Racial Integration at Elon

Jess McDonald ’12
August 19, 2011

Paul de Montaigne was the first black student to attend classes at Elon College.  Paul was a faculty member of Palmer Institute and, although he was not seeking a degree, he attended evening classes at Elon in the spring of 1963.  Paul was from Martinique and, accordingly, his first language was French.  Some argue that Paul was viewed predominantly as a foreigner rather than as black, and that (combined with his taking only evening classes) certainly eased his entry into Elon College.

Glenda Phillips was the first full-time black student at Elon College.  She graduated from Jordan Sellars High School in Burlington as valedictorian and attended Elon on a day student scholarship.  In fall 1963, Glenda enrolled and walked ten blocks to take the public bus to campus each day.  Glenda was part of the marching band and studied Pre-Medicine while at Elon.  Glenda left Elon during the fall of her sophomore year, partially as a result of getting married.

These students attended Elon at a time when the nation was in racial turmoil.  In 1962, James Meredith became the first black student to attend the University of Mississippi, against the wishes of university and state officials.  Federal marshals were sent to Mississippi to protect James as he registered for classes.  The violence that erupted as a result left two people dead and many others injured.  Fortunately, such violence did not occur at Elon.  Nonetheless, the racial strains at the time resulted in Glenda being less welcomed and less supported than her white counterparts, which played a part in her decision to leave Elon in her second year.  The first black student to graduate from Elon was Eugene Perry, who did so in 1969.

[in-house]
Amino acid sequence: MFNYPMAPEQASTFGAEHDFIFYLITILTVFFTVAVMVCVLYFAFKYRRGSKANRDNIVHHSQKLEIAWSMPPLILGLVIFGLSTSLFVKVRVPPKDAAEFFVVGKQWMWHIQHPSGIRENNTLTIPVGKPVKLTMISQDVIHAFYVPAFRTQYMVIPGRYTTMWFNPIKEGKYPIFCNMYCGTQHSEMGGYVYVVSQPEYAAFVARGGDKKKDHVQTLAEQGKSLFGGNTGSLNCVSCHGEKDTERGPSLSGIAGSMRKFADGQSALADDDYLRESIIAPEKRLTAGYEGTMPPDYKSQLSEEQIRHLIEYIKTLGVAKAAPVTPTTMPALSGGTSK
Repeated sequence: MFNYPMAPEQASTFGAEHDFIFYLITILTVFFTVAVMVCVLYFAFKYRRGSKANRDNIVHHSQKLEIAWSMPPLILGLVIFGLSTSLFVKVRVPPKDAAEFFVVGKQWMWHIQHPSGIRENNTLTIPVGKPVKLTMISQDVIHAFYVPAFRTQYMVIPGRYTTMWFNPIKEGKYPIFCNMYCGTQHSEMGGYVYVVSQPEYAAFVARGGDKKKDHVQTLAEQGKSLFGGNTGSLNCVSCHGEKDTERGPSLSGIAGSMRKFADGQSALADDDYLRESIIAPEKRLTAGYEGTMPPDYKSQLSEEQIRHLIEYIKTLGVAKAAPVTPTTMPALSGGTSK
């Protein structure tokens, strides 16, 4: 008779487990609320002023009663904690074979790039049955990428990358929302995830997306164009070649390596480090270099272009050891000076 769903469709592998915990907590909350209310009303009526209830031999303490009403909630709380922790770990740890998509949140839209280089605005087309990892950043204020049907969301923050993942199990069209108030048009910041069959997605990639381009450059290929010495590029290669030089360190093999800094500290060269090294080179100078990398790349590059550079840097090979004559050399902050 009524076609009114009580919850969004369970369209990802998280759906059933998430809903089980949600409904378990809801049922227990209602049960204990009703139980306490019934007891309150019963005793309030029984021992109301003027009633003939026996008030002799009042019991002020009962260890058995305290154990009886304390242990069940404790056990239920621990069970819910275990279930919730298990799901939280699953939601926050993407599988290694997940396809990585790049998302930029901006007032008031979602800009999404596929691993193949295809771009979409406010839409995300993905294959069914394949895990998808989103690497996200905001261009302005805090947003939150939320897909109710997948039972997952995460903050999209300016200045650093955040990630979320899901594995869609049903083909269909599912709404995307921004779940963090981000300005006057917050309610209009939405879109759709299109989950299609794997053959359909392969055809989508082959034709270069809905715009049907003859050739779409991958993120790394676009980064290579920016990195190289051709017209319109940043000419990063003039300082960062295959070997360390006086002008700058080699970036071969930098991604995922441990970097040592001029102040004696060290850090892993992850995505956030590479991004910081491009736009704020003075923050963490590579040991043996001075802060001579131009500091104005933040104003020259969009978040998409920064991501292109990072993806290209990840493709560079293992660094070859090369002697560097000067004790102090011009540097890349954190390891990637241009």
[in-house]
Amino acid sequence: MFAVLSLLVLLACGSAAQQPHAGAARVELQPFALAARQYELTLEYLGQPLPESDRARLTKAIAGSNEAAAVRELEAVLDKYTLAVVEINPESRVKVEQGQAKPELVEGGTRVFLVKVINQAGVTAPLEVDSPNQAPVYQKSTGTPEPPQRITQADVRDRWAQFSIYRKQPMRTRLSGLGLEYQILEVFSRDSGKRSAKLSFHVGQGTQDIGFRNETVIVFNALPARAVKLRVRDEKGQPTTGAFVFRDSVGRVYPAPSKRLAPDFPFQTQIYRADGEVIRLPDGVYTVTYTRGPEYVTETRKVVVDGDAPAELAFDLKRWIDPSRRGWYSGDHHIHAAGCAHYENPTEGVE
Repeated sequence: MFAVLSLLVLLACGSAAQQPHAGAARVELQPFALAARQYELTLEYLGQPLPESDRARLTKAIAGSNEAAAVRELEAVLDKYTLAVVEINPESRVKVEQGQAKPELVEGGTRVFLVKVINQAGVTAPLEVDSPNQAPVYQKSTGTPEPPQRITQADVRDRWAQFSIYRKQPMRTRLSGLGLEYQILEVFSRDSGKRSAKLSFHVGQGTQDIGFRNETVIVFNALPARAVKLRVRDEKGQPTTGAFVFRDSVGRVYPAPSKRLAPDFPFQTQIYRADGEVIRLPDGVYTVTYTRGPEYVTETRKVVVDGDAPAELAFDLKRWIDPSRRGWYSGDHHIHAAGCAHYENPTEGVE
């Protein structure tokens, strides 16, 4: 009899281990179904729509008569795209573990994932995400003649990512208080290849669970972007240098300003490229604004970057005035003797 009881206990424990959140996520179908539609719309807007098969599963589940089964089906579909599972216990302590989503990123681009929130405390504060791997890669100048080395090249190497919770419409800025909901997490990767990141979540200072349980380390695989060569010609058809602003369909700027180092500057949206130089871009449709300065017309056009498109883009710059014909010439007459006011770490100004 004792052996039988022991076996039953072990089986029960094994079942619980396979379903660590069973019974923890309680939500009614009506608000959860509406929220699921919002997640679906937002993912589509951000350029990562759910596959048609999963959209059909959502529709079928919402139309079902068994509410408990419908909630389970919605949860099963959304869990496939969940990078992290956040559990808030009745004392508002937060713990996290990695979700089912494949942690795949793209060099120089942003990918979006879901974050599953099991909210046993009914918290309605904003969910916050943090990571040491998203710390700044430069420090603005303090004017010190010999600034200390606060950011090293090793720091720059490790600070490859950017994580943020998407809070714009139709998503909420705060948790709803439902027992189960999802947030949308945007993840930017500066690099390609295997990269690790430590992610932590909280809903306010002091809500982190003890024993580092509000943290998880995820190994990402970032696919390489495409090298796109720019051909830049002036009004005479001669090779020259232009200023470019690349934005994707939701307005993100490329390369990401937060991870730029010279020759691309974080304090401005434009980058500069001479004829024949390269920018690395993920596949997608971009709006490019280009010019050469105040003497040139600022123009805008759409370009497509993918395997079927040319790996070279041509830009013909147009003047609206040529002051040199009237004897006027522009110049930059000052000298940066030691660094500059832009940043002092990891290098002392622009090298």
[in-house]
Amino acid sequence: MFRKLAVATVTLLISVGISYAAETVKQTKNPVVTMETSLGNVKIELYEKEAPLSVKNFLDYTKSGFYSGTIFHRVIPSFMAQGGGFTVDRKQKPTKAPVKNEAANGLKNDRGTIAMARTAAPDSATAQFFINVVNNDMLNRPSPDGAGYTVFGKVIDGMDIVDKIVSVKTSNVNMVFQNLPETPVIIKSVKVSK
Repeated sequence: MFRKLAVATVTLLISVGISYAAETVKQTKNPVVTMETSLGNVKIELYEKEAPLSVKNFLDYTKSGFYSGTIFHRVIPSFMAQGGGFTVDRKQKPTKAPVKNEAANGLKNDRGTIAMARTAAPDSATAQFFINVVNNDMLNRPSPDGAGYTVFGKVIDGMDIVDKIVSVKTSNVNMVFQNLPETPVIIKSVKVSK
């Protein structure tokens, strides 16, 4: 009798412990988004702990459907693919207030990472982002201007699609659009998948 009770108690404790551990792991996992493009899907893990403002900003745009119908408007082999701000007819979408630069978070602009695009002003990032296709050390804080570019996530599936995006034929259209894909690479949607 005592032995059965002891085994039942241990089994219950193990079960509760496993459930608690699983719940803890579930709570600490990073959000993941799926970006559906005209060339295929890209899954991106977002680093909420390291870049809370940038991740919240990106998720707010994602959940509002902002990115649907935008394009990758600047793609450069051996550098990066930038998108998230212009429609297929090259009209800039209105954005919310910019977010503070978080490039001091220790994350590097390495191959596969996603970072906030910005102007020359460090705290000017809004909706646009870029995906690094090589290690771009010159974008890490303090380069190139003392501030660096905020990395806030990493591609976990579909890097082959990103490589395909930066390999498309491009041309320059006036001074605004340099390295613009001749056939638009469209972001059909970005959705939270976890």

If you’re interested in learning more about integration at Elon, take a look at L’Tanya Richmond’s Master’s Thesis, “Elon’s Black History: A Story to be Told,” which includes interview transcripts with several people from the Multicultural Center’s Wall of Fame.

Advertisements

Leave a Reply

Fill in your details below or click an icon to log in:

WordPress.com Logo

You are commenting using your WordPress.com account. Log Out / Change )

Twitter picture

You are commenting using your Twitter account. Log Out / Change )

Facebook photo

You are commenting using your Facebook account. Log Out / Change )

Google+ photo

You are commenting using your Google+ account. Log Out / Change )

Connecting to %s